Broadsheet, The Blog

Two Lady Artists with Bees in Their Bonnets

25 May 2007

Late To The (Dinner) Party, Yet Again

You’ve read the reviews, the critiques of the critiques, so we ask you – isn’t it time you actually went and saw the show? Yes, we're talking about Global Feminisms, AGAIN! You wanna make somethin' of it?

We’ve heard a variety of opinions, in the aforementioned New Yorker, of course from The New York Times, as well as New York Magazine, City Journal and a host of blogs, the most intelligent and in-depth writing coming from John Haber.

But whether conservative or "liberal," snarky or sophisticated, they all ultimately come down on the same side, critiquing the exhibition and its curatorial objectives for nearly the same reasons, namely, that this is a monolithic view of feminism, focusing almost exclusively on women and their bodies as the element in art that distinguishes itself as “feminist.” Such an essentialist view of women, with some notable exceptions (discussed extensively in the above-mentioned reviews) glosses over the broader range of artistic practices also informed by feminism.

As someone who is not afraid of "the F word," it pains me to not like this show. There were a host of interesting comments and complaints on the museum's own website, many echoing my own, simply regarding the uncomfortable layout of the closed and claustrophobic galleries. My overriding feeling was one of being in a graduate school exhibition where women, with Audre Lorde’s prohibition against using the master’s tools echoing in their heads, eschew sculpture, and especially painting, in favor of “media,” that is, video and photography, to critique the public images of women that dominate the cultural landscape in which the appearance of the female body nearly always signifies “sex.”

At its inception, this was a very radical approach, but decades on, despite the persistence of sexism in the culture and the art world, like abstraction, it’s starting to feel like a stylistic option. Again, I don't question its relevance or importance as an outgrowth of second-wave feminism’s exploration of new forms, including performance and installation, but there has been an abundance of complex and interesting painting, sculpture, drawing and installation in the third-wave as women returned to these media (although plenty never left).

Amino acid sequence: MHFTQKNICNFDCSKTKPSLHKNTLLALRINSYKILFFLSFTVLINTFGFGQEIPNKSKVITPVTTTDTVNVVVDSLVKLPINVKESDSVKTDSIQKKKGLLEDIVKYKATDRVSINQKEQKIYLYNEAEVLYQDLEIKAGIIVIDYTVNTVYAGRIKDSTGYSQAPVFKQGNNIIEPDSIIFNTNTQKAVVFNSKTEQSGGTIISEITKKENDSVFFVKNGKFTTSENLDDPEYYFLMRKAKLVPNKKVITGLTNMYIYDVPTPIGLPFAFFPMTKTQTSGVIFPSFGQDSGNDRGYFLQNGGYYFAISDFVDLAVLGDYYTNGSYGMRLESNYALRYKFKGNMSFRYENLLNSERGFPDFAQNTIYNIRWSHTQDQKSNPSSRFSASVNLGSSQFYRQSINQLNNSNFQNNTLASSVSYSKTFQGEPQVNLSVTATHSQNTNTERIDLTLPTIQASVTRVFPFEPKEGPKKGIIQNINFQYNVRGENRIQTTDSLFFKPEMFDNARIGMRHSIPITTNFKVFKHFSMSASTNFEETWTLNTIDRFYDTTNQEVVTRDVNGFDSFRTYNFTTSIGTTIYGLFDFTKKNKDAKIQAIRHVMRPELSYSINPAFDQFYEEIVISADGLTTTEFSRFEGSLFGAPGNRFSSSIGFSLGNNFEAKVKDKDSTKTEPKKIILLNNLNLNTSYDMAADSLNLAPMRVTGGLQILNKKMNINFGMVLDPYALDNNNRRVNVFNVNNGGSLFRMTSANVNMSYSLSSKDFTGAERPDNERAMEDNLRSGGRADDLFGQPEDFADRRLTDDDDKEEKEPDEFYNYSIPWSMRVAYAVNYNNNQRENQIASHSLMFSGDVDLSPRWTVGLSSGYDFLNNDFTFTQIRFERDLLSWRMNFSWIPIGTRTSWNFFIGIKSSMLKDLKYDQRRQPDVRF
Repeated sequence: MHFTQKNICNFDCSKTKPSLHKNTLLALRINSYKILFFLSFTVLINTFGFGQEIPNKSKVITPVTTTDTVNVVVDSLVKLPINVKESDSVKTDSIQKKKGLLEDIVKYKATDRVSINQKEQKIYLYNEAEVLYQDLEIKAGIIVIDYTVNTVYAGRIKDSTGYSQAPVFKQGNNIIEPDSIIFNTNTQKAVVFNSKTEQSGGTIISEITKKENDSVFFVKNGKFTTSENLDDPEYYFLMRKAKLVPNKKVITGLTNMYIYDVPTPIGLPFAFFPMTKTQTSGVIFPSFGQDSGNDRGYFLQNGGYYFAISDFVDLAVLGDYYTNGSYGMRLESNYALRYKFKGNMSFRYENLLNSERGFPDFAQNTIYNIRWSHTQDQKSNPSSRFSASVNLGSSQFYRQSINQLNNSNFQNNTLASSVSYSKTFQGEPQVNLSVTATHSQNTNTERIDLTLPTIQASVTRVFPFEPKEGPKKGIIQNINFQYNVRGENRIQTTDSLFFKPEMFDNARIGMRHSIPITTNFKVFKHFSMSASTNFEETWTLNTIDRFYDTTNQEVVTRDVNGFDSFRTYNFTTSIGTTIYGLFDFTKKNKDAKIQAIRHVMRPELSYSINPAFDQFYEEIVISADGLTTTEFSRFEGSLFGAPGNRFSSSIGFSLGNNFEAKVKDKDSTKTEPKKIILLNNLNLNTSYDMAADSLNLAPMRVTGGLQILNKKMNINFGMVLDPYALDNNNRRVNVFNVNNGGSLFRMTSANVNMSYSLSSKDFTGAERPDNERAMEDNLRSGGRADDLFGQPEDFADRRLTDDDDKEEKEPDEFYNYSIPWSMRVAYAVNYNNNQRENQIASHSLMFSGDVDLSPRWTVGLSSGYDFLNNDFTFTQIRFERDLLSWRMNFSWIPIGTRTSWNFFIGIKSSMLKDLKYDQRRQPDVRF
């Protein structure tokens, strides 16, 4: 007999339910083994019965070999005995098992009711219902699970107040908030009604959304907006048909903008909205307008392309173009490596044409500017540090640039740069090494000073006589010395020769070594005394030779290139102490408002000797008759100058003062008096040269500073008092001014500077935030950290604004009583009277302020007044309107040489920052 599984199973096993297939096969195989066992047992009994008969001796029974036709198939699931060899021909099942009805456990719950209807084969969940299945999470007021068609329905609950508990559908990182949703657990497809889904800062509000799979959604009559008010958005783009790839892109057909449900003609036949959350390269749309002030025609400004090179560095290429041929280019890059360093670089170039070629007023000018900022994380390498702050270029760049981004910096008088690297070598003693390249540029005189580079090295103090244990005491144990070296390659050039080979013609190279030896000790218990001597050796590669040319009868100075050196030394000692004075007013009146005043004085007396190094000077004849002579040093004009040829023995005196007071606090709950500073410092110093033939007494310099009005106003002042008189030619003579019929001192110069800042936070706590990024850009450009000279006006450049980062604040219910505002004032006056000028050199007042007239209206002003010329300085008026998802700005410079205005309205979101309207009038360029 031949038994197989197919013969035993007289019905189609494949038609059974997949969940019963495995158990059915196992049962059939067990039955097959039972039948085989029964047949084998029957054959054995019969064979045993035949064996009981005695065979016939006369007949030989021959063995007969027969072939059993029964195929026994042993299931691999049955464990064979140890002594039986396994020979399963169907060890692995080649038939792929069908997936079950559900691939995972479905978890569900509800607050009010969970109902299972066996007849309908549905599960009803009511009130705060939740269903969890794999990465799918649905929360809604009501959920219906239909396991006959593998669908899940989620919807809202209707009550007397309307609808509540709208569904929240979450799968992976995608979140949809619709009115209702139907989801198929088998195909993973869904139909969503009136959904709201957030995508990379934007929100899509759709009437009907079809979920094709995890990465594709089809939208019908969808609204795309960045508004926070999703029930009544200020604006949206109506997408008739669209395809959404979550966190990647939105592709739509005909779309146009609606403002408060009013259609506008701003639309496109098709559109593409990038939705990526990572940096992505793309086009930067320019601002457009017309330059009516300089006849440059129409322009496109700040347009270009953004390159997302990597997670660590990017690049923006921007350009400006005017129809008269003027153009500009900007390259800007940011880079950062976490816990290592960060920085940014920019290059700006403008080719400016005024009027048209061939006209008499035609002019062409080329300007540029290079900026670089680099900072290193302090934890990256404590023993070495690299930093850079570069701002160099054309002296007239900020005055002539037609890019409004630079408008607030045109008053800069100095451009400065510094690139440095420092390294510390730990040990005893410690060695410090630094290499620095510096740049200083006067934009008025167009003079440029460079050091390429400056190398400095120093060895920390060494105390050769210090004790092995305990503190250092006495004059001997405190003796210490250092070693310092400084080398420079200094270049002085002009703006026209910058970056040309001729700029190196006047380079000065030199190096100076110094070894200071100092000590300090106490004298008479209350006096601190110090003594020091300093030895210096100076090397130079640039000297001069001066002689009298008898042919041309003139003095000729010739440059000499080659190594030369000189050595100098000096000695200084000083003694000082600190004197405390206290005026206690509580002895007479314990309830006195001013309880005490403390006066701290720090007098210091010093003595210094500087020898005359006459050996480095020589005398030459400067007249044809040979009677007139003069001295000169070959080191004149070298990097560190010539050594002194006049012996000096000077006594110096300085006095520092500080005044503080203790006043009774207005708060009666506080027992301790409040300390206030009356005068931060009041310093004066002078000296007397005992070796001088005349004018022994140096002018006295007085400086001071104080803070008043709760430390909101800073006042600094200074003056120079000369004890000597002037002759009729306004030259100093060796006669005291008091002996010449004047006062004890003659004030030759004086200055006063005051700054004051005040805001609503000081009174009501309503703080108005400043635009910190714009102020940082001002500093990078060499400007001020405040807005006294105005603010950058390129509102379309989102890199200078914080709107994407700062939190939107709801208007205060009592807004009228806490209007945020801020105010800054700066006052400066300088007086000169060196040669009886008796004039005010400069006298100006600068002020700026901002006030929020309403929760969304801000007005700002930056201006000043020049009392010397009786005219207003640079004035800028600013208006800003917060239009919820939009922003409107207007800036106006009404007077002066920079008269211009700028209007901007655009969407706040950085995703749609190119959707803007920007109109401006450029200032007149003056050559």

If this is to be the first in a series of contemporary work at the Brooklyn Museum’s Sackler Center that will look at a range of feminisms, then please let us know! Using a title as all-encompassing sounding as “Global Feminisms” gives a sense of expansiveness and completeness that contradicts the show’s reality. The “global” moniker feels particularly misleading, for while the artists cut a wide geographic swath, there is an inherent level of privilege in attending art school in any hemisphere and the resulting “cultural production,” is dishearteningly homogeneous, employing the same sort of “strategies” that we are used to seeing with regularity in New York.

But maybe we’re just spoiled.

-That Broad

Labels: , , , ,

08 May 2007

Lady Artists, Please Choose To Be Either Smart or Pretty

Would it kill the
New Yorker to find someone under 60 to write about contemporary art? Their hiring of Sasha Frere-Jones to cover rock music almost gives us hope. Almost. But reading that fuddy-duddy Peter Schjeldahl is so tiring! It doesn't matter how good a writer he is if he refuses to even consider the possibility that there might be good art being made right now, besides that made by (wait for it... no, you can't be serious) John Currin.